Now step back and realize that, in 1982 when Payton was 28 years old, the NFL had a strike, limiting Payton to nine games in the heart of his prime. Smith didn't play in fewer than 14 games until he had left Dallas, well into the sunset of his career.

Payton averaged 112 yards per game of total offense in his career; Smith average only 95. On the NFL's all-time list of all-purpose yards (including kickoff and punt returns as well as rushing and receiving), Payton ranks third behind only Jerry Rice and Brian Mitchell. Smith is fourth, behind Payton by 224 yards.

Payton ranks third all-time in yards from scrimmage, behind only Rice and Smith. However, Smith only eclipsed Payton by 315 yards despite playing 36 games more than Sweetness. With Smith's all-star offensive lines and an extra 36 games, Payton could probably have come up with an extra 8.75 yards per game.

Add to the extra games Smith played the fact that he touched the ball 577 times in his career more than Payton did. This reality clearly illustrates that Payton was the more efficient back as well.

In a discussion between Payton and Smith, every statistical evaluation leads one to believe that Payton was the better of the two backs. Payton was also the superior blocker and passer; Sweetness threw for 331 yards and eight touchdowns in his career.

Also, let's not forget that Smith played for the only real team playing in Dallas in the 1990s. The NBA's Mavericks weren't much of a competitor, and the closest champions were in Houston and San Antonio; in a football crazy state, the Cowboys are it, and Smith was one of the big three stars on that team.

Meanwhile, Payton had to compete with names like Tony Esposito and Denis Savard on the Blackhawks, Carlton Fisk with the White Sox, and, at the end of Payton's career, Ryne Sandberg of the Cubs and Michael Jordan of the Bulls. Indeed, the 1985 Bears were overwhelmed with star power... just look at the "Super Bowl Shuffle." Payton was a big star, but there were others on the landscape that provided competition for fans' dollars unlike anything in the state of Texas, much less Dallas.

There are certainly more backs that should be considered in the discussion of best ever, too.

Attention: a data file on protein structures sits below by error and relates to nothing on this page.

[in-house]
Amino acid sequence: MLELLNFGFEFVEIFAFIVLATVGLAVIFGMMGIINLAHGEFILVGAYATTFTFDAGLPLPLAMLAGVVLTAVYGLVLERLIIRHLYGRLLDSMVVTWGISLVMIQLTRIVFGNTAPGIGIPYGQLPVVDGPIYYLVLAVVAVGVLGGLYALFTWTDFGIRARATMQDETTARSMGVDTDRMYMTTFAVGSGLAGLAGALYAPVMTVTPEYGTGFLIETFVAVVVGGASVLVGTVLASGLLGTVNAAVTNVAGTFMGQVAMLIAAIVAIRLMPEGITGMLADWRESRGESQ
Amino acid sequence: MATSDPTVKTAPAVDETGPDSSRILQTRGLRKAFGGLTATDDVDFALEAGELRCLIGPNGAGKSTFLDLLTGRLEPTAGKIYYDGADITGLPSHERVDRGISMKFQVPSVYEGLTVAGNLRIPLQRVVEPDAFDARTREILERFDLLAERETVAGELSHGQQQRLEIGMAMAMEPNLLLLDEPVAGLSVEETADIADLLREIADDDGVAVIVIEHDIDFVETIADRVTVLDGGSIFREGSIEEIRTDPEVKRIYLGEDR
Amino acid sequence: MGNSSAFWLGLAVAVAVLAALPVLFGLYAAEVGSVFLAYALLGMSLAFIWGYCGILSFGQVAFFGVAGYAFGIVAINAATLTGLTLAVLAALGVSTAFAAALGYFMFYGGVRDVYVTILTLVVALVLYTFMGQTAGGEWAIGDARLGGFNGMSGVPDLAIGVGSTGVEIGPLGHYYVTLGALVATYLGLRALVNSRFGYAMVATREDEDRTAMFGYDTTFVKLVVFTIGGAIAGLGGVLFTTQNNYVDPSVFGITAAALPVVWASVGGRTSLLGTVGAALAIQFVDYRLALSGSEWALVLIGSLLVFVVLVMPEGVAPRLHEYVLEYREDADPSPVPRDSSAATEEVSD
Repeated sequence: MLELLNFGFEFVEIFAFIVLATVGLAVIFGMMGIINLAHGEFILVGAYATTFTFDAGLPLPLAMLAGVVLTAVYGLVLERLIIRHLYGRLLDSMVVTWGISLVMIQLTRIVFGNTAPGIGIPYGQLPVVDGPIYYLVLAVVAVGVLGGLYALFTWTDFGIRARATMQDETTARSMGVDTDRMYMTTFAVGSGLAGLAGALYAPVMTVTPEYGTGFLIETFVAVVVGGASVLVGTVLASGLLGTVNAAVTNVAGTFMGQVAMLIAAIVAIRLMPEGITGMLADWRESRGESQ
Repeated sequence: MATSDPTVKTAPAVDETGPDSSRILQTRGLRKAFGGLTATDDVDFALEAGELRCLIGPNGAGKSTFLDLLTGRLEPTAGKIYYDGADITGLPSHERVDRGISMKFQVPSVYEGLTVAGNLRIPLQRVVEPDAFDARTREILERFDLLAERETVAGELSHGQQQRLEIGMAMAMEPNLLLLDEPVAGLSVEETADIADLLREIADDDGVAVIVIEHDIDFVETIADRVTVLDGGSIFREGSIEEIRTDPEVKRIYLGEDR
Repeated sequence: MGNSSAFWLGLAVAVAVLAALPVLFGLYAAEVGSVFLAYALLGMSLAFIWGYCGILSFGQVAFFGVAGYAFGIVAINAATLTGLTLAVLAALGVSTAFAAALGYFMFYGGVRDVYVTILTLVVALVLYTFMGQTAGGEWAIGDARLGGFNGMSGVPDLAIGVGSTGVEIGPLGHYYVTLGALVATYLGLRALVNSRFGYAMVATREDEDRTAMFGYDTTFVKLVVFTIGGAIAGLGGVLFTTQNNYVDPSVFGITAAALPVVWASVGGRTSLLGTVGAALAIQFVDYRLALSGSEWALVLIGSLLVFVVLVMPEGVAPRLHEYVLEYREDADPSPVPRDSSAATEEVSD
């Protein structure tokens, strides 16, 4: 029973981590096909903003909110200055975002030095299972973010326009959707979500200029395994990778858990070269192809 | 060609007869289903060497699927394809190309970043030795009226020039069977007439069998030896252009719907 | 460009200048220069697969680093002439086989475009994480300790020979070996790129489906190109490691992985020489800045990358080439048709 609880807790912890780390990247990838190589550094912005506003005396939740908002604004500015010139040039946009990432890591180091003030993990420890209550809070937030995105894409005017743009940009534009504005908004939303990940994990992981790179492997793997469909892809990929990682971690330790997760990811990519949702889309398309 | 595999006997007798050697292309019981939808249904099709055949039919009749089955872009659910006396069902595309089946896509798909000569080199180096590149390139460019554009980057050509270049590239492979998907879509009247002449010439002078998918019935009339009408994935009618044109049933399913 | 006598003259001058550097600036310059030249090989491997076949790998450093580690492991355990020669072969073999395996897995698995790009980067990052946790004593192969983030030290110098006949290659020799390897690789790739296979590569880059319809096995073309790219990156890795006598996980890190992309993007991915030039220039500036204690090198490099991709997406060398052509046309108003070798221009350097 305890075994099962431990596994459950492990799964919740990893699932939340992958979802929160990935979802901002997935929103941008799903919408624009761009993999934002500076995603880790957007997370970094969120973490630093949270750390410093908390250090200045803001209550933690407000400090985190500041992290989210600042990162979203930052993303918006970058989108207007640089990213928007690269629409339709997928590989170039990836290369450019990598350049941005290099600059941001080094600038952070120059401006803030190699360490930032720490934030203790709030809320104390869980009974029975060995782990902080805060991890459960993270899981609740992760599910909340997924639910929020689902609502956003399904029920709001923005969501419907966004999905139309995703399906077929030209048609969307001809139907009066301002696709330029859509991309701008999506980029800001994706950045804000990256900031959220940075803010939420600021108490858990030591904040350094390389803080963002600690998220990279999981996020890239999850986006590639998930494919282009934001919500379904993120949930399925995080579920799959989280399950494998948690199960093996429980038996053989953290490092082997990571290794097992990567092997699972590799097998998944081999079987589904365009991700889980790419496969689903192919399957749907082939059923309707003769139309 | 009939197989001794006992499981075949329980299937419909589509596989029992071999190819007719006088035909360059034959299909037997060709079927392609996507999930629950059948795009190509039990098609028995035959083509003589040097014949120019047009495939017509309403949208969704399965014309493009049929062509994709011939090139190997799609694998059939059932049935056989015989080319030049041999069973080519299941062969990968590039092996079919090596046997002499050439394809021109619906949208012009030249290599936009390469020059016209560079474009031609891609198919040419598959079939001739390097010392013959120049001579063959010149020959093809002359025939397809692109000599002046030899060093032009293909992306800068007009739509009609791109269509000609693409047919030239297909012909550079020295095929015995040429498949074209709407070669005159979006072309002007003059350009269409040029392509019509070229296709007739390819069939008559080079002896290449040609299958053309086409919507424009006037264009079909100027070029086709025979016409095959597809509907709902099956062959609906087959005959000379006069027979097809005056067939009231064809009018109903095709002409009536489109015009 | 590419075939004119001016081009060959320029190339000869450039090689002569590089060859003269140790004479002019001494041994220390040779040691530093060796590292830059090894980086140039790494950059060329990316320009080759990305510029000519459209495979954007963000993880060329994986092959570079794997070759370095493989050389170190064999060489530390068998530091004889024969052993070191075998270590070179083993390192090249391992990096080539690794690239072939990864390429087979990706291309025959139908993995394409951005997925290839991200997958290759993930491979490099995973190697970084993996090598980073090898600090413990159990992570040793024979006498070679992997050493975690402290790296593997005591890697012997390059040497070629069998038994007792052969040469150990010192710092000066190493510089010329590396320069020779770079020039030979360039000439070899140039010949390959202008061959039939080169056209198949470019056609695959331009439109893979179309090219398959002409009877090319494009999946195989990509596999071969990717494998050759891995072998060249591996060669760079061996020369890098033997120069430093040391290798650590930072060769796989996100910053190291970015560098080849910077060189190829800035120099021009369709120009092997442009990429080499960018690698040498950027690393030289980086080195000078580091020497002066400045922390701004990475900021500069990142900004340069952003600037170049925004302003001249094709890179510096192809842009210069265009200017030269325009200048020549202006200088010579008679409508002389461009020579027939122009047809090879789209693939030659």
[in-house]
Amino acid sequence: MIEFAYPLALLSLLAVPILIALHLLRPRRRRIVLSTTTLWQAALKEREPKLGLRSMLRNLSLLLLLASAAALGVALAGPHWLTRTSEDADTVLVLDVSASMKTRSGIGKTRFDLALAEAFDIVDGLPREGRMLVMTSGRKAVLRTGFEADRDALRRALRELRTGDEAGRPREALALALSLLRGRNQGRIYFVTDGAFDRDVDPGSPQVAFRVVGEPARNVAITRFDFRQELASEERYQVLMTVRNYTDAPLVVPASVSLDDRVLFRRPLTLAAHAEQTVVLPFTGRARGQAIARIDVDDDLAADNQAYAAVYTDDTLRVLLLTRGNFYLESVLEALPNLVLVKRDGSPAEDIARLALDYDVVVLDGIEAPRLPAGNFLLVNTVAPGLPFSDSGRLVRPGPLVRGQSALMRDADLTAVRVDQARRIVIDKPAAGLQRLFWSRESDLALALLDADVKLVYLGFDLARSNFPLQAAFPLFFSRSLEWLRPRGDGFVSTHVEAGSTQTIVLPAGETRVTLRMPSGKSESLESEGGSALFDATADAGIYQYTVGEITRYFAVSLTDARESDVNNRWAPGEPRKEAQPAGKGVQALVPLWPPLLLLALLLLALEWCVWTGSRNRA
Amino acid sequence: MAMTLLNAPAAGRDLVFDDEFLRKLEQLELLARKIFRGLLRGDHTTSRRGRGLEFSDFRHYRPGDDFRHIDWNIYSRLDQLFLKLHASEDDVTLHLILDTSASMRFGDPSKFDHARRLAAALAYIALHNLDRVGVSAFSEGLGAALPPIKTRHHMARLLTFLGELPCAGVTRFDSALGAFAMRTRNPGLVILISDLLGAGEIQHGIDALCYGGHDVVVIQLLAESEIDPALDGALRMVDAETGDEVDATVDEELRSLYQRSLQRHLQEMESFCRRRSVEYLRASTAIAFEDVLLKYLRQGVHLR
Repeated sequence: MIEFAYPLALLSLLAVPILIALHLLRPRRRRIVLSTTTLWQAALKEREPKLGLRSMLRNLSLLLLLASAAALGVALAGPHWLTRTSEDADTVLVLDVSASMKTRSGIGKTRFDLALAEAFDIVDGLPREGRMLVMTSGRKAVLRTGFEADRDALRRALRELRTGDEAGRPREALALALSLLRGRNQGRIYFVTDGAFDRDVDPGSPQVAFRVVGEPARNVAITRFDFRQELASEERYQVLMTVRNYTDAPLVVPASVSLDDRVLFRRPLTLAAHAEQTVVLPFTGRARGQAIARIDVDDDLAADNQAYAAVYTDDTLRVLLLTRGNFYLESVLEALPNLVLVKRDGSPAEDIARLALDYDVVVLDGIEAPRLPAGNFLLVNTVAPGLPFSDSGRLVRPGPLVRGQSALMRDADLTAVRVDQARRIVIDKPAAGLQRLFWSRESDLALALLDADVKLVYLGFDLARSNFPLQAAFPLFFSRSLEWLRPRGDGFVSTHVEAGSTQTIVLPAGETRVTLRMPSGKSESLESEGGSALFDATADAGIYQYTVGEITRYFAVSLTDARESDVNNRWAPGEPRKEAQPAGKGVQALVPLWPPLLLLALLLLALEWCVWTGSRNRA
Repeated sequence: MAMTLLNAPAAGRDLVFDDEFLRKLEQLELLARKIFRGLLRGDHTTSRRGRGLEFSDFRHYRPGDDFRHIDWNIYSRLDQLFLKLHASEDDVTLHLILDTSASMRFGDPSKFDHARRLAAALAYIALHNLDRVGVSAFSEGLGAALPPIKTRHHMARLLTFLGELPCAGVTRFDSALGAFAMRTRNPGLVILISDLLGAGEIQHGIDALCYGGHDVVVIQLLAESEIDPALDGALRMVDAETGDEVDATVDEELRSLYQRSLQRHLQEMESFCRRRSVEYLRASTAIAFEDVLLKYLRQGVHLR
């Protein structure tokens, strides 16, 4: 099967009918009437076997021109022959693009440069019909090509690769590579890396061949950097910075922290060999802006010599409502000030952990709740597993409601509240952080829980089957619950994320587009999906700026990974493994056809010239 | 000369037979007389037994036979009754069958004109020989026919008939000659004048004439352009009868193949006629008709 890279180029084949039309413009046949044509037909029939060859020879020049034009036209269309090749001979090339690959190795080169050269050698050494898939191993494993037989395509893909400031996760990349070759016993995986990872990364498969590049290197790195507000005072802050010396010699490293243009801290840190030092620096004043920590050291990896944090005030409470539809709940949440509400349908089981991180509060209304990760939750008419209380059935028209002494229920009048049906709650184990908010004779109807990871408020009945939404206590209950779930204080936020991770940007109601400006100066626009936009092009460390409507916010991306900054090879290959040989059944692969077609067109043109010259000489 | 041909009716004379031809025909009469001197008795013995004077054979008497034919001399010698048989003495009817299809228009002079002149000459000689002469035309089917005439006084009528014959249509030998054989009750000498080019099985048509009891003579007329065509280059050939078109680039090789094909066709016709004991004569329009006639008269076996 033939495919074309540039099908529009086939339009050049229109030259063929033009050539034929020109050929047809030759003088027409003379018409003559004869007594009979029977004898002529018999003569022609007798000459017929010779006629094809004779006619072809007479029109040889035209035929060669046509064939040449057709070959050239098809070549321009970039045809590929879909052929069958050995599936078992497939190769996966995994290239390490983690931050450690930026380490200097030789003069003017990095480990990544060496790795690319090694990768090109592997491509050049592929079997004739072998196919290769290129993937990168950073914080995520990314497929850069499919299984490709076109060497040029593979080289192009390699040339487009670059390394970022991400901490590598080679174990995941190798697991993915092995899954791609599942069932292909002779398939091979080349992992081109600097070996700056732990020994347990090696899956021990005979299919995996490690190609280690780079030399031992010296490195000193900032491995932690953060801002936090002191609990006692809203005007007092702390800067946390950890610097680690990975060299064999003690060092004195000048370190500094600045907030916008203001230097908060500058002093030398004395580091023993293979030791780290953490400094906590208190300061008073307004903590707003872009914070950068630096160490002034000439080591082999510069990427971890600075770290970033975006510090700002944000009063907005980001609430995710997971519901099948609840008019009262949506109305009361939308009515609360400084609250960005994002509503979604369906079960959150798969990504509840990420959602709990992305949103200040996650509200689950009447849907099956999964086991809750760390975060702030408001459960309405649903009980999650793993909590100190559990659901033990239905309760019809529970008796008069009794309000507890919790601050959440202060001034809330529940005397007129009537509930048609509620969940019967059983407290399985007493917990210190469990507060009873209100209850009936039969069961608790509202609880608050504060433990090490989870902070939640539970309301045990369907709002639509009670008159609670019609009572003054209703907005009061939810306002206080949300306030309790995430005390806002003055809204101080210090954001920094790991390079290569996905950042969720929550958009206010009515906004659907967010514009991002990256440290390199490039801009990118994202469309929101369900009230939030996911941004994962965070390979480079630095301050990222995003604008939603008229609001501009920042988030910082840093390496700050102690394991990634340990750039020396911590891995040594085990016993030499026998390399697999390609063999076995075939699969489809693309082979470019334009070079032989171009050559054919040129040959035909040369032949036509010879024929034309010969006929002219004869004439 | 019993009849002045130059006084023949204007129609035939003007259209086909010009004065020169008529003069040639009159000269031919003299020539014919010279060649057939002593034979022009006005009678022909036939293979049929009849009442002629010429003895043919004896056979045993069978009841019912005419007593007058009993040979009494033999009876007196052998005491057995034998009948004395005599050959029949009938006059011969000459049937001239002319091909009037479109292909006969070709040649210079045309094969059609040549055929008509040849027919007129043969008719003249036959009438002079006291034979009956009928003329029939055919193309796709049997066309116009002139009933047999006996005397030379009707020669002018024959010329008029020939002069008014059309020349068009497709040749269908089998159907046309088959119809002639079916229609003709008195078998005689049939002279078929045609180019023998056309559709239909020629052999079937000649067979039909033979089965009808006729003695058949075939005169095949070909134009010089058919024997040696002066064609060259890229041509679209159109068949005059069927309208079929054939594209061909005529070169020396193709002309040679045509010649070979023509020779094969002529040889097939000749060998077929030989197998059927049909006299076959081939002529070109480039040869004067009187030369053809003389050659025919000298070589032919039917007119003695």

Barry Sanders had an incredible career in Detroit on mediocre teams very similar to those Payton played for early in his career. However, Sanders decided to walk away from the game and leave everyone to wonder "what if."

In fact, a deeper analysis reveals that the best running back in the 1990s was actually Sanders, not Smith.

There is also the argument for Jim Brown. He dominated professional football by such leaps and bounds, perhaps the only comparison in all professional sports is Babe Ruth. Brown did things the game had never seen, running over the biggest defenders with ease.

However, Brown left the game in his prime to pursue social activism and acting in Hollywood. Brown was only 29 when he walked away, leaving more "what if" questions surrounding his career than Sanders left with his.

Both Sanders and Brown left the game too soon, while Smith left the game three years too late.

Now that Smith is in the Hall of Fame, all four of these great running backs have that on their resume. However, a look back at their careers indicates that Payton is, still, the greatest running back of all time.

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Leave a comment
  • Great article and will always agree that Walter is indeed the best.

  • In reply to Cutsizzle:


  • I agree. No one could ever match up to the Sweetness. He put his whole heart into the game and it showed.

  • In reply to windycityangel:

    And anyone that tried to stop Sweetness with a half-a** effort regretted it!

  • Smith was a great back, and deserves to be in the Hall, but I agree. Sweetness is still the best ever. Remember the 1993 season when Smith held out and the Cowboys lost the first two games without him? Can you ever imagine Payton doing something like that? That is just one of the things that sets him above anyone else.

  • In reply to kbp54:

    Payton was a gentleman and a professional, and Smith showed in his speech that he is also both of those. However, the holdout showed the difference between the 1970s and today - Smith wanted to get his and made his team pay for it; Sweetness never went public to cry about how miserable the team was around him. He just worked harder to carry more of the load.

  • There have been some elite backs in the NFL: Tony Dorset, Earl Campbell, Barry Sanders, Billy Simms, Eric Dickerson...but Walter Payton is still THE BEST. Passing, running, receiving, blocking, even kicking...Walter did it all! That's why I believe that not only is he the greatest running back ever, but the greatest NFL football player ever. I still miss him.

  • In reply to caferide:

    You're right... there were some punishing runners, and some speed demons, and some waterbugs... but none was all three and conducted himself with the class that Payton did. Chicago was blessed to have him for as long as we did.

  • It certainly could've been Barry Sanders. But you're right; he left. Longevity matters, especially in the NFL, when determining ultimate greatness.